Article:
Trudeau invokes emergency powers to quell protests
Why it matters: This is the first time Canada's Emergencies Act has been invoked and will give the government broad powers for 30 days, per the Guardian.
What they're saying: "After discussing with cabinet and caucus, after consultation with premiers from all provinces and territories, after speaking with opposition leaders, the federal government has invoked the Emergencies Act," Trudeau said.
- "The scope of these measures will be time-limited, geographically targeted, as well as reasonable and proportionate," he added.
Context: The act defines a national emergency as a temporary "urgent and critical situation" that "seriously endangers the lives, health or safety of Canadians and is of such proportions or nature as to exceed the capacity or authority of a province to deal with it,” per CBC.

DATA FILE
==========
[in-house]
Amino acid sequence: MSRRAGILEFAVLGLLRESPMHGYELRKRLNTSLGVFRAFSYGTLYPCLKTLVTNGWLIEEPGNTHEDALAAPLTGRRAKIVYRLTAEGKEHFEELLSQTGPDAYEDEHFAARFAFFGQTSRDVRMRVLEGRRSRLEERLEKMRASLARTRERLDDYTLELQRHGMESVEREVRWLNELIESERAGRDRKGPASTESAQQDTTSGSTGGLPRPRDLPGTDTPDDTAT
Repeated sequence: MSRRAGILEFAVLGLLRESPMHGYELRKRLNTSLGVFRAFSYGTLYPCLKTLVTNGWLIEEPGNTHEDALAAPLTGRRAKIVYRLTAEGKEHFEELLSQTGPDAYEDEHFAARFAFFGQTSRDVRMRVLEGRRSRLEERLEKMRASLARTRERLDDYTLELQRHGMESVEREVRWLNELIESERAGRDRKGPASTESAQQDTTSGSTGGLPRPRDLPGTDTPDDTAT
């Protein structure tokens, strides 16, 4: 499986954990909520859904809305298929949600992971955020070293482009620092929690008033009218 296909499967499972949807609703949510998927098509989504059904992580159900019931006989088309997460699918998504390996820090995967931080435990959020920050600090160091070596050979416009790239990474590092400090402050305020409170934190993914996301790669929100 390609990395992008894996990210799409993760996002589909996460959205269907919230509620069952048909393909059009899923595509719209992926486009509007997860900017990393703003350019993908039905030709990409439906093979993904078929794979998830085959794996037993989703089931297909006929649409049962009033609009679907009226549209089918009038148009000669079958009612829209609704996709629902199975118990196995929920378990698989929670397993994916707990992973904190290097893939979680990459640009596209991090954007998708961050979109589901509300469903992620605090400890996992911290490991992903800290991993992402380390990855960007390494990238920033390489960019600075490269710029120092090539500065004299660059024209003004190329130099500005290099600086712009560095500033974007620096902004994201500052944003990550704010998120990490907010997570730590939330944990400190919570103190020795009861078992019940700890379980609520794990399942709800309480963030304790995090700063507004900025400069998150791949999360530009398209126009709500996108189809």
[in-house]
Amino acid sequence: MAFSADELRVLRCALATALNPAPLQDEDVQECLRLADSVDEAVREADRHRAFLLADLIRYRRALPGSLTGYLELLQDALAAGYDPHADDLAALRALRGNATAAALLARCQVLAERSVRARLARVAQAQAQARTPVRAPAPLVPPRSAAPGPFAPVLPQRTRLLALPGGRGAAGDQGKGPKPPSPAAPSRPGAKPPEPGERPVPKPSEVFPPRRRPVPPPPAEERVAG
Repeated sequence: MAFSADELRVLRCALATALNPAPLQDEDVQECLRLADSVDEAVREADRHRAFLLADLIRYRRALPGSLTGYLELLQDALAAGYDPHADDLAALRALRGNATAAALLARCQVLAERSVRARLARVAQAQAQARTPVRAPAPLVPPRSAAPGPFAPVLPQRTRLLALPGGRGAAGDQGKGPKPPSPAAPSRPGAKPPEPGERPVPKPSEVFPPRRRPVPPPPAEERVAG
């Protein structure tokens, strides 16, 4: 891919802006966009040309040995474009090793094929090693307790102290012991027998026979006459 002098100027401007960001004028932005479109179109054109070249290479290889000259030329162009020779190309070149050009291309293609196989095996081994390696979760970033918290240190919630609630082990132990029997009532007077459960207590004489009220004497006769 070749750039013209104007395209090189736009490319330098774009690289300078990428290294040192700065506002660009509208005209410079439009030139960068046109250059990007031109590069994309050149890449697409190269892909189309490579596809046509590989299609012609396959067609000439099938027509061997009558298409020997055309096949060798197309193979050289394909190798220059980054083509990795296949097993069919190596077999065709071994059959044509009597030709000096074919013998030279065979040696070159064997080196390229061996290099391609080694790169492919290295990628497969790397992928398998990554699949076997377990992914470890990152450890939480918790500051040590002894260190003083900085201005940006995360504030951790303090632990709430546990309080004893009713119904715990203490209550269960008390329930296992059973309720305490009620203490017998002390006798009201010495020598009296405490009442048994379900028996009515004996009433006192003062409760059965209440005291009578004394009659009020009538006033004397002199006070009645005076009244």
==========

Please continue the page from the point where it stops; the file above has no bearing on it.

The big picture: On Feb. 7, Ottawa Mayor Jim Watson declared a state of emergency after 10 days of massive demonstrations protesting pandemic restrictions.
- The protests began as opposition to a COVID-19 vaccine mandate for truckers, but since expanded to include general opposition to public health restrictions and spread to other provinces.
- Protesters blocked several U.S.-Canada border crossings. The Ambassador Bridge, the busiest crossing between the two countries, reopened Sunday after police moved to clear protesters over the weekend.